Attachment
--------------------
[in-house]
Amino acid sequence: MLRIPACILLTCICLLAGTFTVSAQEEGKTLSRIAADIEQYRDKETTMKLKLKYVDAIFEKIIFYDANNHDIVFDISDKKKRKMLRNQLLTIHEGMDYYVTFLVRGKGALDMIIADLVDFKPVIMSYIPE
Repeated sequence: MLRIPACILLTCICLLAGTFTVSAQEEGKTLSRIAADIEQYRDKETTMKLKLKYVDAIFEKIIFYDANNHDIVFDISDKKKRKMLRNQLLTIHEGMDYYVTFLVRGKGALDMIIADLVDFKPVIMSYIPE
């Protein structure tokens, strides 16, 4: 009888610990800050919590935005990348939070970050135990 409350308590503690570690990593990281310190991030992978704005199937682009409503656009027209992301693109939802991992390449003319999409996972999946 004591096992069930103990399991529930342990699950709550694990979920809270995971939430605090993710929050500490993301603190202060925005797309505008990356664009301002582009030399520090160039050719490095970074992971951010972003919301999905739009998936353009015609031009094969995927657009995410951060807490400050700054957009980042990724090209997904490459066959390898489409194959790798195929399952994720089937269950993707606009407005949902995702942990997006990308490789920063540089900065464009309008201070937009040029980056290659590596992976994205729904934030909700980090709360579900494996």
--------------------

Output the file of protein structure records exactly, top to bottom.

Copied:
[in-house]
Amino acid sequence: MLRIPACILLTCICLLAGTFTVSAQEEGKTLSRIAADIEQYRDKETTMKLKLKYVDAIFEKIIFYDANNHDIVFDISDKKKRKMLRNQLLTIHEGMDYYVTFLVRGKGALDMIIADLVDFKPVIMSYIPE
Repeated sequence: MLRIPACILLTCICLLAGTFTVSAQEEGKTLSRIAADIEQYRDKETTMKLKLKYVDAIFEKIIFYDANNHDIVFDISDKKKRKMLRNQLLTIHEGMDYYVTFLVRGKGALDMIIADLVDFKPVIMSYIPE
């Protein structure tokens, strides 16, 4: 009888610990800050919590935005990348939070970050135990 409350308590503690570690990593990281310190991030992978704005199937682009409503656009027209992301693109939802991992390449003319999409996972999946 004591096992069930103990399991529930342990699950709550694990979920809270995971939430605090993710929050500490993301603190202060925005797309505008990356664009301002582009030399520090160039050719490095970074992971951010972003919301999905739009998936353009015609031009094969995927657009995410951060807490400050700054957009980042990724090209997904490459066959390898489409194959790798195929399952994720089937269950993707606009407005949902995702942990997006990308490789920063540089900065464009309008201070937009040029980056290659590596992976994205729904934030909700980090709360579900494996």